Patrick J. Buchanan
February 2 2004
With the demise of Howard Dean and the emergence of
John Kerry, the White House has seen its big chance for a blowout on the scale
of the Nixon and Reagan landslides slip away.
President Bush remains the winter-book favorite to win in 2004. Perhaps going away. After all, Kerry is a Massachusetts liberal who voted against the Defense of Marriage Act, backs civil unions for homosexuals, voted to defend the infanticide known as partial-birth abortion and wants to raise the federal income taxes that George Bush lowered.
And like Dean, another New England liberal, he lacks that rapport with African-Americans that civil-rights champions like LBJ and Hubert Humphrey, and Southerners like Jimmy Carter and Bill Clinton naturally have.
Nevertheless, the White House would be advised to take Kerry seriously. For the country has changed since the Silent Majority days of Nixon and Agnew and the "Reagan Democrat" days of the 1980s.
The great proletarian cultural revolution of the 1960s has been absorbed and internalized by much of the baby-boomer generation and its GenX offspring. But the conservative Silent Generation of the 1950s is small and the Greatest Generation of World War II is fading away.
California, which Nixon carried all five times he was on a national ticket and lost only to Gov. Pat Brown in the wake of the 1962 Cuban missile crisis, and which Reagan won four times, is moving out of reach of the national Republicans. Yet, California has more than one-fifth of the electoral votes needed to win the White House.
There now exists a Northern Strategy for the Democratic Party, the elements of which, for John Kerry, are as follows:
If nominated, Kerry must be conceded Hawaii (4), Maryland (10), Massachusetts (12), Rhode Island (4), New York (31) and D.C. (3), for 64 electoral votes. These five states, plus D.C., will be virtually uncontested.
Since 2000, California has been awarded two more electoral votes. Kerry should be favored in the Hispanicizing Golden State (55), as well as Oregon (7) and Washington (11). Al Gore swept the Left Coast. Should Kerry do likewise, this would give him 73 additional electoral votes, bringing his total up to 137.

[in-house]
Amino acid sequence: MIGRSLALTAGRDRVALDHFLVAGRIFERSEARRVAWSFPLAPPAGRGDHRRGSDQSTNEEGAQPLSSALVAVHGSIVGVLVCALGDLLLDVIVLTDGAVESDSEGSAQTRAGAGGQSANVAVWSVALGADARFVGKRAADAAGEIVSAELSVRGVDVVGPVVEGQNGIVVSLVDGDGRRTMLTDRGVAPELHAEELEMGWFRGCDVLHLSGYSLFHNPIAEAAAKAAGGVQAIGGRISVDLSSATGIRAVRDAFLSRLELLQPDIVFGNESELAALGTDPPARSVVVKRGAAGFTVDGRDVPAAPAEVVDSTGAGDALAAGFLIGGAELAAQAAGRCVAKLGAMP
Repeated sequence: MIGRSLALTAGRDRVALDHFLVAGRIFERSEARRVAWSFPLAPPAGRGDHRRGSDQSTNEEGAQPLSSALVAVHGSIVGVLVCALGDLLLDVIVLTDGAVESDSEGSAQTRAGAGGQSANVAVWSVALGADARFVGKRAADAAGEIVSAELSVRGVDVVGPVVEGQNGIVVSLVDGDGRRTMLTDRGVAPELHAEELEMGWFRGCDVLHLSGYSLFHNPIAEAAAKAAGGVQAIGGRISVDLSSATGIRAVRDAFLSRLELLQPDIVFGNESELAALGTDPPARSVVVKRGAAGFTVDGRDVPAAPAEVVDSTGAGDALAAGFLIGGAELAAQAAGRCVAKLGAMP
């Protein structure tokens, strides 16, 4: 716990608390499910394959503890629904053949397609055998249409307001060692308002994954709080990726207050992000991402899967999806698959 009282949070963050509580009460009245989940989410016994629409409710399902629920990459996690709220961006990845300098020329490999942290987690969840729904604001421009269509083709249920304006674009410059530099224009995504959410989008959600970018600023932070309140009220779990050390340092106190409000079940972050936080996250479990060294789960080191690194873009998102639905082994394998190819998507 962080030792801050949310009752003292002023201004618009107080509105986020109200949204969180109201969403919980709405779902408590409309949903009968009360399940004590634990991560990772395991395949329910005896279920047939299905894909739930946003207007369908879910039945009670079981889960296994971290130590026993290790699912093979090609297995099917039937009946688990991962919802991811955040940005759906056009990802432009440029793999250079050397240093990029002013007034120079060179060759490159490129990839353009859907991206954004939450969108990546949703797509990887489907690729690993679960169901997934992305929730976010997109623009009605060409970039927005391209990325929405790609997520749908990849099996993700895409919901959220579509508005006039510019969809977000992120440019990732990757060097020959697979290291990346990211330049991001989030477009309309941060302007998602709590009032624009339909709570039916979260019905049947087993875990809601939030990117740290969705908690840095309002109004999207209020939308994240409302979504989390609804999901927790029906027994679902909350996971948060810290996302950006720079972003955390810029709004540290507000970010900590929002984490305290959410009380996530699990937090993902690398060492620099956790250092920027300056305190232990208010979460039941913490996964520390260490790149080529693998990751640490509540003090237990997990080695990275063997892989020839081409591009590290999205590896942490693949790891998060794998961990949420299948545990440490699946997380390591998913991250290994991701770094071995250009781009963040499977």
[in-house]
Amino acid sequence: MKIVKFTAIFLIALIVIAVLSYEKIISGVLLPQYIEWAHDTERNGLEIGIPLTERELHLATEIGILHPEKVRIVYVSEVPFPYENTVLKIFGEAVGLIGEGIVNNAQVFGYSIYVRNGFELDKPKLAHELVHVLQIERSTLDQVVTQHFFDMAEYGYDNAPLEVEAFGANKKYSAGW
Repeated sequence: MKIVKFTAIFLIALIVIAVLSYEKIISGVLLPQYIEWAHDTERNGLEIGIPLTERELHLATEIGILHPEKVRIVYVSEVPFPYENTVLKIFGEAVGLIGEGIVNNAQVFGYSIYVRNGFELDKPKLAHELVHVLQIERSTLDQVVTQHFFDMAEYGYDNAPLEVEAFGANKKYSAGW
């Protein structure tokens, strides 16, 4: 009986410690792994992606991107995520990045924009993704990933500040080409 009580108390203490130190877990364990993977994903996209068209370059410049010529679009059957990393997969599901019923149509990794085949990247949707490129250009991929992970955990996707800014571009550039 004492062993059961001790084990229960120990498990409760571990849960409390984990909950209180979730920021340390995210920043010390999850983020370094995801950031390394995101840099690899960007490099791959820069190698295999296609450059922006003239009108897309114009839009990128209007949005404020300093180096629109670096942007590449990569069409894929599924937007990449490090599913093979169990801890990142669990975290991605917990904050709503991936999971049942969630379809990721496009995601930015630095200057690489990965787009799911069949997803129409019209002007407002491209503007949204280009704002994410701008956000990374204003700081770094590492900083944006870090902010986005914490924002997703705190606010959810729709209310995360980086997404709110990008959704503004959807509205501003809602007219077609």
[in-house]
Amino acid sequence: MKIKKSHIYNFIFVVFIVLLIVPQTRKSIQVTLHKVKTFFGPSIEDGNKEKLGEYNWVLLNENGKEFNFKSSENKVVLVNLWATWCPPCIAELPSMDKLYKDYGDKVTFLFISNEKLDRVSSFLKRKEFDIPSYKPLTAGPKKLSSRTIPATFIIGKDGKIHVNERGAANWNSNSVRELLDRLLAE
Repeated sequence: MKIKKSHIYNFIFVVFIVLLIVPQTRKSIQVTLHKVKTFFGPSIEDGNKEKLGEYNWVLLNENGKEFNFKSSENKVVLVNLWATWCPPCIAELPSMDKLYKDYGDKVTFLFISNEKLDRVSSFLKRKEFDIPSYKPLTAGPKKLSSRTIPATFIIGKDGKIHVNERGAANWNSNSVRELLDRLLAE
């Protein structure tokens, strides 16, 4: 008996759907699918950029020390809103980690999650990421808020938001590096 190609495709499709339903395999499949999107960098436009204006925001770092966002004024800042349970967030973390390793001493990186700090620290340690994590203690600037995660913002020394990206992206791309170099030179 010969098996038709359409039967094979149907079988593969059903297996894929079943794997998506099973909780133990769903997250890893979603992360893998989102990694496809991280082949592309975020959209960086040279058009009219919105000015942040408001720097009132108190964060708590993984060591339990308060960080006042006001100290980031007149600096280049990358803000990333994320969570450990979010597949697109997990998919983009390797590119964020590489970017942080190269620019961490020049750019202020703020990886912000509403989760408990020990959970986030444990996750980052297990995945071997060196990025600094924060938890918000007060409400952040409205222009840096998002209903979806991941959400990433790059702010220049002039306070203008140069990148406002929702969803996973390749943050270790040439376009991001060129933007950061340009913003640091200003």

Assume Kerry cedes to Bush all the other Western, Mountain and Plains states all the way to the Missouri River. He can still win. His imperative is this: He must sweep the Rust Belt that has borne the brunt of a 2.8 million manufacturing jobs loss under Bush.
If Kerry can win New Jersey (15), Pennsylvania (21), Ohio (20), West Virginia (5), Michigan (17), Illinois (21) and the anti-war Upper Midwest – Wisconsin (10), Minnesota (10), Iowa (7) – he can put in his bag an additional 126 electoral votes for a total of 263.
Kerry is now only seven votes shy of the presidency.
Any two out of the three Upper New England states – Ben and Jerry's Vermont (3), New Hampshire (4), which Kerry just won, and Maine (4), which Bush's father lost in 1992 and GWB lost in 2000, puts Kerry over the top. Winning Connecticut (8) alone would do it.
If Kerry were to put Gephardt on the ticket, that could give him Missouri (11) for a cushion. It would also help Kerry in Iowa and Illinois, across the river from Gephardt's St. Louis district, as well as in the indispensable industrial heartland where Gephardt's anti-NAFTA and fair trade stands retain their resonance.
It is thus possible for Kerry to lose every Southern state and every Mountain and Plains state, and win the Oval Office. But there is no reason Kerry cannot be competitive in Arizona (8) and New Mexico (5). Then there is Florida (27).
Kerry's campaign will almost surely be polling the Sunshine State to determine if Sen. Bob Graham has recovered the popularity he lost during his brutal but failed campaign against George Bush on the war issue. Had Bob Graham not run for president, and not done so poorly, he would be at the top of the short list of vice presidential prospects.
If Kerry can win Florida, he can afford to lose Ohio and West Virginia to Bush, who carried both narrowly in 2000 but is in trouble there now.
Kerry's problem is that he not only comes from Massachusetts, but that he votes Massachusetts. He not only talks the talk, he walks the walk. His votes for unrestricted abortion on demand and support of civil unions for homosexuals may be mainstream in Cambridge, Mass., but they put him beyond the pale in Middle America.
Let it be said: George Bush is beatable. He has no explanation and no cure for the hemorrhaging of manufacturing jobs at Depression rates, no plan to stop the outsourcing of white-collar jobs to Asia, no desire or will to stop the invasion from Mexico.
Yet, he remains a favorite against Kerry, because Kerry has no answers, either. Both are globalists. Both are free-traders. Both favor open borders. Again, it needs to be said: There is no conservative party in America.
© 2003 Creators Syndicate, Inc.
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